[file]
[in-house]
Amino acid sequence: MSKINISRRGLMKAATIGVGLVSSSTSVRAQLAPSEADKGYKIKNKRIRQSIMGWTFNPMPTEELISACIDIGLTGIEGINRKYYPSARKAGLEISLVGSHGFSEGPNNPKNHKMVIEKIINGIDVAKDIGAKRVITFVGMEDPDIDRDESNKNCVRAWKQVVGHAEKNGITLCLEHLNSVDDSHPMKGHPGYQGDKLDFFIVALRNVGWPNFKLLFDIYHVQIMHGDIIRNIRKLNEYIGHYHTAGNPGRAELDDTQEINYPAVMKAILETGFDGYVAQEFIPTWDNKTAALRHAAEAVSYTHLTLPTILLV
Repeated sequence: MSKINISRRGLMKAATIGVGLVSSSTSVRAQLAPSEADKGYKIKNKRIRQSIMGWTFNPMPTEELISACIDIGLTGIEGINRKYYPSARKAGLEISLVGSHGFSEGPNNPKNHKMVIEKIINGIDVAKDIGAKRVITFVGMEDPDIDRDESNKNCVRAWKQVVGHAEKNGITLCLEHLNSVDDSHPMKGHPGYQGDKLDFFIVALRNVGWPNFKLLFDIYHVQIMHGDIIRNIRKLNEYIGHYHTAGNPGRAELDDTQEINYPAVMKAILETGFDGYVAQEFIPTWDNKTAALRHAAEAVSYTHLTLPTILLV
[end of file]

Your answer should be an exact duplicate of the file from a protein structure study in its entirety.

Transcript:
[in-house]
Amino acid sequence: MSKINISRRGLMKAATIGVGLVSSSTSVRAQLAPSEADKGYKIKNKRIRQSIMGWTFNPMPTEELISACIDIGLTGIEGINRKYYPSARKAGLEISLVGSHGFSEGPNNPKNHKMVIEKIINGIDVAKDIGAKRVITFVGMEDPDIDRDESNKNCVRAWKQVVGHAEKNGITLCLEHLNSVDDSHPMKGHPGYQGDKLDFFIVALRNVGWPNFKLLFDIYHVQIMHGDIIRNIRKLNEYIGHYHTAGNPGRAELDDTQEINYPAVMKAILETGFDGYVAQEFIPTWDNKTAALRHAAEAVSYTHLTLPTILLV
Repeated sequence: MSKINISRRGLMKAATIGVGLVSSSTSVRAQLAPSEADKGYKIKNKRIRQSIMGWTFNPMPTEELISACIDIGLTGIEGINRKYYPSARKAGLEISLVGSHGFSEGPNNPKNHKMVIEKIINGIDVAKDIGAKRVITFVGMEDPDIDRDESNKNCVRAWKQVVGHAEKNGITLCLEHLNSVDDSHPMKGHPGYQGDKLDFFIVALRNVGWPNFKLLFDIYHVQIMHGDIIRNIRKLNEYIGHYHTAGNPGRAELDDTQEINYPAVMKAILETGFDGYVAQEFIPTWDNKTAALRHAAEAVSYTHLTLPTILLV